The sun is ramping up toward solar maximum -- the white-hot peak of activity in an 11-year cycle -- and
The space agency put together a three-minute video showing images taken by the Solar Dynamic Observatory since spring 2010. As the Los Angeles Times' Deborah Netburn reported last month, the NASA video stitches together two SDO images per day over the three-year period.
Alex Young, a heliophysicist at Goddard Space Flight Center, narrates the video to point up some of the sun's best-of moments in that time frame. The video shows the whirling, boiling mass of gases that is our nearest star. It also shows a partial eclipse by the moon, the largest flare of this solar cycle and the every-100-years
Young told The Times on Friday that, from a historical point of view, this is scientists' moment in the sun: "Combining all the extremely detailed data that we have ... scientists now have the most complete view of the sun in history."
The SDO has provided virtually uninterrupted multi-wavelength views of the star by way of three instruments, he said.
According to Goddard, the observatory has regularly captured solar flares and coronal mass ejections in action. This space weather may hurl radiation and solar material toward the Earth, where it can cause radio blackouts and, in extreme cases, disrupt power. It can also interfere with satellites in space.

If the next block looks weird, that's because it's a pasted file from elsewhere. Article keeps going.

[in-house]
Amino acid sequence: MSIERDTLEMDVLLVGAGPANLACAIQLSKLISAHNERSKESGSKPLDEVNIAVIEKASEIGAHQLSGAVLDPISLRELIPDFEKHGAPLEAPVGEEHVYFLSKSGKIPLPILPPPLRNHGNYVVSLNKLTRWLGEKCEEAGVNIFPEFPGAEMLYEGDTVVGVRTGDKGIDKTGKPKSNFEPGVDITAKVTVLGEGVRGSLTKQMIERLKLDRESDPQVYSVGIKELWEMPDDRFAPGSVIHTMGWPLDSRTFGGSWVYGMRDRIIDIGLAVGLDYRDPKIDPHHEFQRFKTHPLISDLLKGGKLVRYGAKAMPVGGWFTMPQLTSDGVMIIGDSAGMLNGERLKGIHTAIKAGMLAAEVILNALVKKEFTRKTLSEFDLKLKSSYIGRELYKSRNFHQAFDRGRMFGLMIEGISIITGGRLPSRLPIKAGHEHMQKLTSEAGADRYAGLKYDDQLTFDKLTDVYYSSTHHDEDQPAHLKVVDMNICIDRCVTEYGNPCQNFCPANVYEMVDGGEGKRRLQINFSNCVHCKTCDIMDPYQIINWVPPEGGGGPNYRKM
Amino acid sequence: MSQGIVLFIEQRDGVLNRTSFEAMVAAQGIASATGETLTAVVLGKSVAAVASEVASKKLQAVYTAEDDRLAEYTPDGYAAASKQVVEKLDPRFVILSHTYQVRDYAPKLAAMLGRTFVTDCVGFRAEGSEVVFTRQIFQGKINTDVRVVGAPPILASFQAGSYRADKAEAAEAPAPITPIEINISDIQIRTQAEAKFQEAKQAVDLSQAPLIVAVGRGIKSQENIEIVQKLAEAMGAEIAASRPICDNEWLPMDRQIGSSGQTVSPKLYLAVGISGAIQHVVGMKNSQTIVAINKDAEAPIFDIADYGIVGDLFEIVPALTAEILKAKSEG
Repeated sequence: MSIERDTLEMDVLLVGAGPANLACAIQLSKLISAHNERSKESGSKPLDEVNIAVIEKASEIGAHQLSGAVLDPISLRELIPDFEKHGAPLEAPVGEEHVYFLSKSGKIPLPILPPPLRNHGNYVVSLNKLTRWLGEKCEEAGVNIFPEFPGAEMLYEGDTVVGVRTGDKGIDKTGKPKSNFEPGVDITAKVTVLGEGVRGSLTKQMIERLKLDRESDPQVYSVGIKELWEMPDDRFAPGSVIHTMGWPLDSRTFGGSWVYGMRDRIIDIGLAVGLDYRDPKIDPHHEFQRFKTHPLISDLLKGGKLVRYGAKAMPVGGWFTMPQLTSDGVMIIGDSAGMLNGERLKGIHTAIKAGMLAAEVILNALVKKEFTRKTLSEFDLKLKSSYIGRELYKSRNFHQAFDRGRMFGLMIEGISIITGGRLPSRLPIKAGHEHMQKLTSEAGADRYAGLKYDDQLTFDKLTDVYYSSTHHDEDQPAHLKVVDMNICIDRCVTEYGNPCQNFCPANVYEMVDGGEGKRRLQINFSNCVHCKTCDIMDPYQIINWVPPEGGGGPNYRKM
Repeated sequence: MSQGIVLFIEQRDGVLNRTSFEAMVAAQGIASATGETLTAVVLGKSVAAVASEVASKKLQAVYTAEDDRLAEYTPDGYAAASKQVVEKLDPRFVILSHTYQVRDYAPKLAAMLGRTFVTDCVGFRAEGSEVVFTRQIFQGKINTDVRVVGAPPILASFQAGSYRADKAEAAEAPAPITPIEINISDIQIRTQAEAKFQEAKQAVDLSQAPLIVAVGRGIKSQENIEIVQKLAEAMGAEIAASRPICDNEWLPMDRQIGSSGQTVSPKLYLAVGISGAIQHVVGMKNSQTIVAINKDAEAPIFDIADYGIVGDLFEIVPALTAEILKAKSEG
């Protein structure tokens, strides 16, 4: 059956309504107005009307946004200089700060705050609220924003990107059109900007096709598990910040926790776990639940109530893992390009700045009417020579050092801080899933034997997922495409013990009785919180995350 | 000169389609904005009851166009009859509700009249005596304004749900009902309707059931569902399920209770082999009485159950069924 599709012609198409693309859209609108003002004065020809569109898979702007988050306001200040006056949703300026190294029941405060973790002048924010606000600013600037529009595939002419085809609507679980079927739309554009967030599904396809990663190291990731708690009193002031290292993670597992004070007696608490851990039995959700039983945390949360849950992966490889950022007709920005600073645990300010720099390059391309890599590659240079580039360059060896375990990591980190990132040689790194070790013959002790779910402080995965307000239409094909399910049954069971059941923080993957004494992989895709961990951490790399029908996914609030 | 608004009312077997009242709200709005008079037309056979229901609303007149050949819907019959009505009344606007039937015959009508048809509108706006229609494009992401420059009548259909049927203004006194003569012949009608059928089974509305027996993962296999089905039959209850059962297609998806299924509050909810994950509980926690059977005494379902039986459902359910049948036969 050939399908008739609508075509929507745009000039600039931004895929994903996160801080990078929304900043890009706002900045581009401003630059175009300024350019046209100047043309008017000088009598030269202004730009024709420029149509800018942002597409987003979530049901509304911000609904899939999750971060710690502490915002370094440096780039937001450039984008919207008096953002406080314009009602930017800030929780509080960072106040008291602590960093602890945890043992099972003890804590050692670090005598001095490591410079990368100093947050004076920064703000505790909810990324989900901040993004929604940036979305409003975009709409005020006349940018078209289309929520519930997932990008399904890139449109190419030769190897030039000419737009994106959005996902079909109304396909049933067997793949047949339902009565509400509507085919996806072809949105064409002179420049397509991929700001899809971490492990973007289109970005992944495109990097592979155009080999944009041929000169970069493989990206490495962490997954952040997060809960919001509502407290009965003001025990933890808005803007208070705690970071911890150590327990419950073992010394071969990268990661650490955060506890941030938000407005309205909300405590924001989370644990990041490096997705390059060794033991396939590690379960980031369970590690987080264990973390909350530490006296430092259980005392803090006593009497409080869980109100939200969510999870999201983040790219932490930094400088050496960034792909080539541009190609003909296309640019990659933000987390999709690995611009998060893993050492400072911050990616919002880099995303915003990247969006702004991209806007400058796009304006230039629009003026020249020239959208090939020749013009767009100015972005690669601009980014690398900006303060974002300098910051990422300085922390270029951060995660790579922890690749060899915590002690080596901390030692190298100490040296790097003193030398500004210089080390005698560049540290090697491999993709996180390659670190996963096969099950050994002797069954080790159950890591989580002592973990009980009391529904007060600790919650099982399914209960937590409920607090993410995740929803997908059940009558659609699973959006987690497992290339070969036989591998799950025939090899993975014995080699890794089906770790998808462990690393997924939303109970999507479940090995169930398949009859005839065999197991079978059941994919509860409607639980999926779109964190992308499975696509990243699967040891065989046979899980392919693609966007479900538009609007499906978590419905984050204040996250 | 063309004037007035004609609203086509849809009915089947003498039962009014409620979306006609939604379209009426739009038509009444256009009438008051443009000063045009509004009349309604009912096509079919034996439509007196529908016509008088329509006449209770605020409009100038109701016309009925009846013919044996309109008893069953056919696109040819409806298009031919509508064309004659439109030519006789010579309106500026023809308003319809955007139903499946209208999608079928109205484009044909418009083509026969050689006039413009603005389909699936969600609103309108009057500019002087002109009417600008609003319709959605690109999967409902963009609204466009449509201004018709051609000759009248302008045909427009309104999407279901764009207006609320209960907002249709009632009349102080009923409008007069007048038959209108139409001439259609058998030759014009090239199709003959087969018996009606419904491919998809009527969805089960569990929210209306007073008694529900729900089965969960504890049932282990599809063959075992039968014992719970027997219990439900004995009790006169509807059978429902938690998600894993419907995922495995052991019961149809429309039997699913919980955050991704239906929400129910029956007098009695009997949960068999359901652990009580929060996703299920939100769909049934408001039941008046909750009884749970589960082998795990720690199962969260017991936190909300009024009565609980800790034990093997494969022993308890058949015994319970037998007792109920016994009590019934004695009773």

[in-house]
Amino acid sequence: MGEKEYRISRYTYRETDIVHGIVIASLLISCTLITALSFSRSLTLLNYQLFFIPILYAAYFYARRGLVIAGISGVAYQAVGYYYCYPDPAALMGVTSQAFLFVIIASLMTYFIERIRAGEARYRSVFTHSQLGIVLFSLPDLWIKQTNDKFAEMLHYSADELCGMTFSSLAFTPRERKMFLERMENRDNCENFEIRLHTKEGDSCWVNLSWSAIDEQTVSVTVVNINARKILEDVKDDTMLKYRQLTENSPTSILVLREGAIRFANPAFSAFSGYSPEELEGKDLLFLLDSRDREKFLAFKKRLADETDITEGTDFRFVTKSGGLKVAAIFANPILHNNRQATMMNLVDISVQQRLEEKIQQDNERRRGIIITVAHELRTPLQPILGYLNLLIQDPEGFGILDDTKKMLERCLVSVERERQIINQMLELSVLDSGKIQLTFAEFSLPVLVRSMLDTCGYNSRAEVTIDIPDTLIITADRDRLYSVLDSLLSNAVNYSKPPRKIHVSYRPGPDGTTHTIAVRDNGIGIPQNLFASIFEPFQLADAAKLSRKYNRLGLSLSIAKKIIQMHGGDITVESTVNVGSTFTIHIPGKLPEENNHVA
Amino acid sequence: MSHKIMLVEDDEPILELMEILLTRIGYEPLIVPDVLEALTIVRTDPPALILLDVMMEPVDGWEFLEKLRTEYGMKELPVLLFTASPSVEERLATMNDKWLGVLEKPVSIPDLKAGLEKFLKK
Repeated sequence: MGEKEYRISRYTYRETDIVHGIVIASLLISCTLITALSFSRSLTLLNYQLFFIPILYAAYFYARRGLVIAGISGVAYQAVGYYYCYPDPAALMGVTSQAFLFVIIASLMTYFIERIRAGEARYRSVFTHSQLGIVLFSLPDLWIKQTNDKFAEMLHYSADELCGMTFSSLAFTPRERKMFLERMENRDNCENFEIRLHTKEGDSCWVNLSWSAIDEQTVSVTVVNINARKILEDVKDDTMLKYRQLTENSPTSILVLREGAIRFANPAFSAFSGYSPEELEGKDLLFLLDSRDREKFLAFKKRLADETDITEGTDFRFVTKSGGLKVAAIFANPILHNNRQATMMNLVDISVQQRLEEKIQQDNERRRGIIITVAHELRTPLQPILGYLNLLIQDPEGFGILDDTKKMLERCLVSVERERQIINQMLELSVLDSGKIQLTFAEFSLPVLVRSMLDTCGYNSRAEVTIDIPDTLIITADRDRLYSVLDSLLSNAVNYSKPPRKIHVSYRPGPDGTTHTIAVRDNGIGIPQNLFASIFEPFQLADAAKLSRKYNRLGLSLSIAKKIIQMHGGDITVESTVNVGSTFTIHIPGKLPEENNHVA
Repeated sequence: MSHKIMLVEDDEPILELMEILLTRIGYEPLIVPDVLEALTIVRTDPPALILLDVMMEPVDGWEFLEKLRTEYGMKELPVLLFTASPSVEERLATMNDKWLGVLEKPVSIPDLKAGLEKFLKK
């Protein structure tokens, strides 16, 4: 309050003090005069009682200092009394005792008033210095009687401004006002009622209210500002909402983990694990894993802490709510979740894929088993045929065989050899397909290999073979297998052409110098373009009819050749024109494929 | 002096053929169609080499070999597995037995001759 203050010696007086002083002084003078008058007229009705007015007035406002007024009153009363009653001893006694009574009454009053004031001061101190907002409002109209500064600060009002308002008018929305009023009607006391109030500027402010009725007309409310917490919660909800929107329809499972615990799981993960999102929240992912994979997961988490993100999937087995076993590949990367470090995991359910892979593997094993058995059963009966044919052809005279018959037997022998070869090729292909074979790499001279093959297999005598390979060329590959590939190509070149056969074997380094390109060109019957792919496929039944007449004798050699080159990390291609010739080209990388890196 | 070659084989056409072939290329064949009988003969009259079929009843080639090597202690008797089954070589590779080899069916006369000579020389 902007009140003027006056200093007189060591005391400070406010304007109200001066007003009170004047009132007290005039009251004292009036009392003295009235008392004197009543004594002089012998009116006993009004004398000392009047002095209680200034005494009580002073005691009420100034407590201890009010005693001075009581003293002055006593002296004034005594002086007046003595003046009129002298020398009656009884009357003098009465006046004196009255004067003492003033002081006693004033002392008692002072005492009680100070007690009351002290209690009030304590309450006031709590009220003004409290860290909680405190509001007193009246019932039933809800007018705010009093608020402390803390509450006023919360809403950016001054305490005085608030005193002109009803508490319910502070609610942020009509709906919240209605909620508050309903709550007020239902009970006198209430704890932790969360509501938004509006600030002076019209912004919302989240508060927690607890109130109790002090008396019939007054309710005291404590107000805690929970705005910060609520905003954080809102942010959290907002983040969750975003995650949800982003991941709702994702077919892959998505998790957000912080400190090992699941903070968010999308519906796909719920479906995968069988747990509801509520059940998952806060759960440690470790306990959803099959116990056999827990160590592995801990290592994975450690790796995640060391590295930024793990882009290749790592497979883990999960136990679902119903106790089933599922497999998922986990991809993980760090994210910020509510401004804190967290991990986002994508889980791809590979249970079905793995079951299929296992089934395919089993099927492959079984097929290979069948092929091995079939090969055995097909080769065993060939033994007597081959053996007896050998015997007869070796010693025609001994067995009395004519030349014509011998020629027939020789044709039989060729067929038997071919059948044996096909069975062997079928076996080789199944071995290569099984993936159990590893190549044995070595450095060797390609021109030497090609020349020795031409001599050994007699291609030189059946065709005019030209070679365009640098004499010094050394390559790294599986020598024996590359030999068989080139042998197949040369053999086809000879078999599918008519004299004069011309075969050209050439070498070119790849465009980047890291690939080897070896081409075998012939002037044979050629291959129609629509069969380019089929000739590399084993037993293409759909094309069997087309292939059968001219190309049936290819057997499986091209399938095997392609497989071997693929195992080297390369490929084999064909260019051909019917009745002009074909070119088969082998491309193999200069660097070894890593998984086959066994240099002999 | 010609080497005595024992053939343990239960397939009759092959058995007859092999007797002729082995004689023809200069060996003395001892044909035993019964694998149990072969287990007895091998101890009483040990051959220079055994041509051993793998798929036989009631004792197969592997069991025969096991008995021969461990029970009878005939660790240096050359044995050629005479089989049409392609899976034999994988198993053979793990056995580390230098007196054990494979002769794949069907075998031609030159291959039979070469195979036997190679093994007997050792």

"SDO's glimpses into the violent dance on the sun help scientists understand what causes these giant explosions -- with the hopes of some day improving our ability to predict this space weather," an online posting from the space center said.
Images provided by the SDO have been stable, according to the center, despite the fact that the craft orbits the Earth at 6,876 mph and the Earth orbits the sun at 67,062 mph.
Young said that as scientists "combine all these amazing data with data from upcoming missions such as IRIS, we move one step closer to piecing together the puzzle that is the sun. Understanding the solar cycle is one of these pieces."
The scientist said that all of the SDO images were exciting to him as a heliophysicist, but that his personal favorite was the Transit of Venus. The transit was a once-in-a-lifetime occurrence, when Venus moved between the sun and the Earth and viewers saw a tiny dot floating across the surface of the sun over several hours.
"I was able to observe that rare event both with SDO and in person from the top of Mauna Kea, Hawaii, while I was on my honeymoon," he said